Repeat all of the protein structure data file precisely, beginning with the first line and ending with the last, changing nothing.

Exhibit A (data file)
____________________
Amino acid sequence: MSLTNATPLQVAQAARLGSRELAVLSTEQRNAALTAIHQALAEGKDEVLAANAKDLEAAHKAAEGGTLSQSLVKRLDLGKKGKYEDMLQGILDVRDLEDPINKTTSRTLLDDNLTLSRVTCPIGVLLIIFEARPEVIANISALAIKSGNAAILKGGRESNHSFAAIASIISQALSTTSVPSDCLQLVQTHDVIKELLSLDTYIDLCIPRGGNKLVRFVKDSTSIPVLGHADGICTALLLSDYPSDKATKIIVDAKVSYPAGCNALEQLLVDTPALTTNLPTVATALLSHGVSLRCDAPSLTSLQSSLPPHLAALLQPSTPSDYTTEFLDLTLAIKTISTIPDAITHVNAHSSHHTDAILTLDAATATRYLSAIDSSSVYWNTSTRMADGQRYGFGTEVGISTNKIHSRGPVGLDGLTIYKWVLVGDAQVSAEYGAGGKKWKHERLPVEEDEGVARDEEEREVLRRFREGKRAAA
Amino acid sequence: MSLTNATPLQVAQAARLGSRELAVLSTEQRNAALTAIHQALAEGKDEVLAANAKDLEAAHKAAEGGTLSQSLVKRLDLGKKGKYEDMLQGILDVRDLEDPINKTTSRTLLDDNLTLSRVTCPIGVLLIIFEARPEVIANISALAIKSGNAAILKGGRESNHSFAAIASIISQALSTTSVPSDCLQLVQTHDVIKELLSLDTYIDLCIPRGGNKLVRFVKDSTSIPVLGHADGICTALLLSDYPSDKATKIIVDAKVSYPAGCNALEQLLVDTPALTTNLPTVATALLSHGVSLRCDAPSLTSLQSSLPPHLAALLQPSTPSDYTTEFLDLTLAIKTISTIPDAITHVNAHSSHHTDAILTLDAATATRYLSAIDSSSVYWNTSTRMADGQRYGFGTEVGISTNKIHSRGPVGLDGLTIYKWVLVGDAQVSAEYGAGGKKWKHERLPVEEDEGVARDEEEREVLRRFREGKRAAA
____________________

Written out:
Amino acid sequence: MSLTNATPLQVAQAARLGSRELAVLSTEQRNAALTAIHQALAEGKDEVLAANAKDLEAAHKAAEGGTLSQSLVKRLDLGKKGKYEDMLQGILDVRDLEDPINKTTSRTLLDDNLTLSRVTCPIGVLLIIFEARPEVIANISALAIKSGNAAILKGGRESNHSFAAIASIISQALSTTSVPSDCLQLVQTHDVIKELLSLDTYIDLCIPRGGNKLVRFVKDSTSIPVLGHADGICTALLLSDYPSDKATKIIVDAKVSYPAGCNALEQLLVDTPALTTNLPTVATALLSHGVSLRCDAPSLTSLQSSLPPHLAALLQPSTPSDYTTEFLDLTLAIKTISTIPDAITHVNAHSSHHTDAILTLDAATATRYLSAIDSSSVYWNTSTRMADGQRYGFGTEVGISTNKIHSRGPVGLDGLTIYKWVLVGDAQVSAEYGAGGKKWKHERLPVEEDEGVARDEEEREVLRRFREGKRAAA
Amino acid sequence: MSLTNATPLQVAQAARLGSRELAVLSTEQRNAALTAIHQALAEGKDEVLAANAKDLEAAHKAAEGGTLSQSLVKRLDLGKKGKYEDMLQGILDVRDLEDPINKTTSRTLLDDNLTLSRVTCPIGVLLIIFEARPEVIANISALAIKSGNAAILKGGRESNHSFAAIASIISQALSTTSVPSDCLQLVQTHDVIKELLSLDTYIDLCIPRGGNKLVRFVKDSTSIPVLGHADGICTALLLSDYPSDKATKIIVDAKVSYPAGCNALEQLLVDTPALTTNLPTVATALLSHGVSLRCDAPSLTSLQSSLPPHLAALLQPSTPSDYTTEFLDLTLAIKTISTIPDAITHVNAHSSHHTDAILTLDAATATRYLSAIDSSSVYWNTSTRMADGQRYGFGTEVGISTNKIHSRGPVGLDGLTIYKWVLVGDAQVSAEYGAGGKKWKHERLPVEEDEGVARDEEEREVLRRFREGKRAAA